Hundreds of children are bringing drugs, including class A substances, into UK schools every year.
Figures obtained by Sky News show more than 1,000 pupils have been caught carrying drugs in schools over the past three years.
Among those pupils, 27 were found with class A drugs.
Some 93 pupils were charged with drugs offences, including six at primary school.
The figures come from 32 of the UK's 44 police forces but do not include some of the country's largest, including the Met and Greater Manchester.
Campaigners are concerned drug use among children is a problem that is being ignored.
Camila Batmanghelidjh, founder of charity Kids Company, which works with children from deprived backgrounds, said: "A lot of (children) are born into households where their parents are prolifically abusing substances.
"What we're seeing now is that eight and nine year olds are beginning to smoke weed and skunk and then they go on to harder stuff.
"Unfortunately, in a lot of neighbourhoods, children see the drug trade as a completely legitimate way of making a living.
"It's become so familiar and in a way it's become so normalised because children are completely surrounded by adults who are using."
One 18-year-old who was addicted to cannabis for three years said drug use had been common among children her age.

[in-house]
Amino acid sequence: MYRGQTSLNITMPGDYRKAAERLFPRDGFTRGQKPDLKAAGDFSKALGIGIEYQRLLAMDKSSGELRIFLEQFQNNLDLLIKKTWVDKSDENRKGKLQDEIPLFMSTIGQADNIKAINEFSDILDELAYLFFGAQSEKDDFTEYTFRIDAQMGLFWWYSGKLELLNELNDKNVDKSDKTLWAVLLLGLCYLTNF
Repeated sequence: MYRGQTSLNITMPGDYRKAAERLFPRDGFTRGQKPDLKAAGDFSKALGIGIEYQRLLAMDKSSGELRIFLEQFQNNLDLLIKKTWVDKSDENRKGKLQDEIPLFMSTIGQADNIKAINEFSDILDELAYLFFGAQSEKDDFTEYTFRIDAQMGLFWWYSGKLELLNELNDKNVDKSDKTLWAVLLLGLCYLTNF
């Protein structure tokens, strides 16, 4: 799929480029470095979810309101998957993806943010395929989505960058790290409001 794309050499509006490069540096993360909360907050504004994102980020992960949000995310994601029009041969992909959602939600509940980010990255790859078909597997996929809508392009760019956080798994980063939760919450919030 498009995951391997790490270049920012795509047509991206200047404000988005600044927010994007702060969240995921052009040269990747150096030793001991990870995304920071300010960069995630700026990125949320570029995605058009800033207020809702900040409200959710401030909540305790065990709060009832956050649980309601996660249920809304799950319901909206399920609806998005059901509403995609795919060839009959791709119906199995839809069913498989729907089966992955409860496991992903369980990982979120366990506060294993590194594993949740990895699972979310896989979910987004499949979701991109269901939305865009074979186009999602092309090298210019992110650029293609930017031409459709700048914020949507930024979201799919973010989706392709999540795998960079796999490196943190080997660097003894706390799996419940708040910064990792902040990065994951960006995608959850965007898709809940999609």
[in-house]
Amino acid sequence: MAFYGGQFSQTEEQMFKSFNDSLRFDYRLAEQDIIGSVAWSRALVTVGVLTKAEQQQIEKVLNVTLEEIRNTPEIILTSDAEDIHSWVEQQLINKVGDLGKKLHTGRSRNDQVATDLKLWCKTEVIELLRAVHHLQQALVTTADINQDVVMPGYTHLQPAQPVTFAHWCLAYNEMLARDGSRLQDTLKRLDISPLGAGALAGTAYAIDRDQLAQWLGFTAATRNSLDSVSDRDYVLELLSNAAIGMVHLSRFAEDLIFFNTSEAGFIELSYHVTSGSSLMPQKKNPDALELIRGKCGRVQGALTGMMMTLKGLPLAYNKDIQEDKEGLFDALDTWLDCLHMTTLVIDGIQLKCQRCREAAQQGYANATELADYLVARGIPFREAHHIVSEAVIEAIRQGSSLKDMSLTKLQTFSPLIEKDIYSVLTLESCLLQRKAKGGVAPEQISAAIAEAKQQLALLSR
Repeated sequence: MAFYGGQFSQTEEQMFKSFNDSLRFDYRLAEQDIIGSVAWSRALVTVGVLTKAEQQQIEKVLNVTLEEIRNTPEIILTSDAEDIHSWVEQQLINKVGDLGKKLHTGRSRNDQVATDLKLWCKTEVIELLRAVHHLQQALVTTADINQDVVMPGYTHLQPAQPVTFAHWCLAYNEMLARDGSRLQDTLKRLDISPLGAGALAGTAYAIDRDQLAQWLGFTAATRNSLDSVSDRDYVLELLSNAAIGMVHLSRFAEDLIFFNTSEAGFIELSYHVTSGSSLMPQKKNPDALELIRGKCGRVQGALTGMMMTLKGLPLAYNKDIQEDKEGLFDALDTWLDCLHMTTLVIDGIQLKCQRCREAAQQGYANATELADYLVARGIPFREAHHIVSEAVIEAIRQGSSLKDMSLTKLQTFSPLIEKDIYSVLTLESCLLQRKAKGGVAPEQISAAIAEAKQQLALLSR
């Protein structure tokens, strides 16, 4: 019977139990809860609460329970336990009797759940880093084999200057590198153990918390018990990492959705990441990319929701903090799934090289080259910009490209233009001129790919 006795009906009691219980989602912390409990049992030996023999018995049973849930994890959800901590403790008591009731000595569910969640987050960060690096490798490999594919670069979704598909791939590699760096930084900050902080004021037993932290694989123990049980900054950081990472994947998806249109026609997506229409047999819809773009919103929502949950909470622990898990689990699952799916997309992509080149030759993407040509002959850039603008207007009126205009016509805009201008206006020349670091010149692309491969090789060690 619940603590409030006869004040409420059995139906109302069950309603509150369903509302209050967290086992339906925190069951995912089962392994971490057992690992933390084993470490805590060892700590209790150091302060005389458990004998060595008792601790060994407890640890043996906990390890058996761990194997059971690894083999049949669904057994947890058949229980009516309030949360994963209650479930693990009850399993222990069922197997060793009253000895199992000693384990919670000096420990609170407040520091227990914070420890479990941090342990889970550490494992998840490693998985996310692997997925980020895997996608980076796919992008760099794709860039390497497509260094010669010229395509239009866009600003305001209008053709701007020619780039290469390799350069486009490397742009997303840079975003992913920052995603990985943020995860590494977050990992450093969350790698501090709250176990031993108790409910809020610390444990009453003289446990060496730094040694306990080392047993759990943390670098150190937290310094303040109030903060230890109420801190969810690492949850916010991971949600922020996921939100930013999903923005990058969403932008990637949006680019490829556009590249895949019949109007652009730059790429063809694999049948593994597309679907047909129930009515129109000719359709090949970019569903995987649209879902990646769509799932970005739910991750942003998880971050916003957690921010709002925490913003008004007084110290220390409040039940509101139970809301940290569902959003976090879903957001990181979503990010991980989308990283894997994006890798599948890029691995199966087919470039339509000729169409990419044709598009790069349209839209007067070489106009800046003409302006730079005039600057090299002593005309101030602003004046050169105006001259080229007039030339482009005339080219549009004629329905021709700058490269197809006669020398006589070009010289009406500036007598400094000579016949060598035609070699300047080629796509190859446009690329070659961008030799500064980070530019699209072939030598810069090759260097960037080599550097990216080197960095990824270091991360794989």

Jade Clement, from Poole, Dorset, who now campaigns for the charity Fixers , said: "I always had a friend that I was smoking with. We constantly had to lie, tell our parents we were going to the cinema or swimming - anything like that so we could get a tenner.
"I was meant to be in school ... (but) if I had weed left over from the night before then I wasn't going in.
"I couldn't be bothered. It didn't interest me (and) the only reason I went in was so I could plan (to take drugs) with my friends ... that's all school was really about."
Schools in affluent areas say they are equally concerned about the likelihood their pupils will be exposed to drug use.
At The Hall, a prestigious independent school in north London, former addicts are invited to speak to pupils to warn them about the dangers of drug use.
Thirteen-year-old student Callum said: "It's quite daunting that I'll be offered drugs in the next three to five years. It leads me to think, 'What will I say? Will I be pressured?'"
The Government said banned items like alcohol and drugs have "no place whatsoever in the classroom".
A Department for Education spokesman said: "We've introduced a range of powers for teachers to ensure discipline, behaviour and safety are maintained.
"Teachers can now search a pupil without consent when they suspect they may be in possession of a prohibited item.
"Changes to the system mean a school's decision to exclude a pupil cannot be reversed by an appeals panel.
"Our guidance also makes clear that teachers can use force to remove disruptive pupils from the classroom when necessary."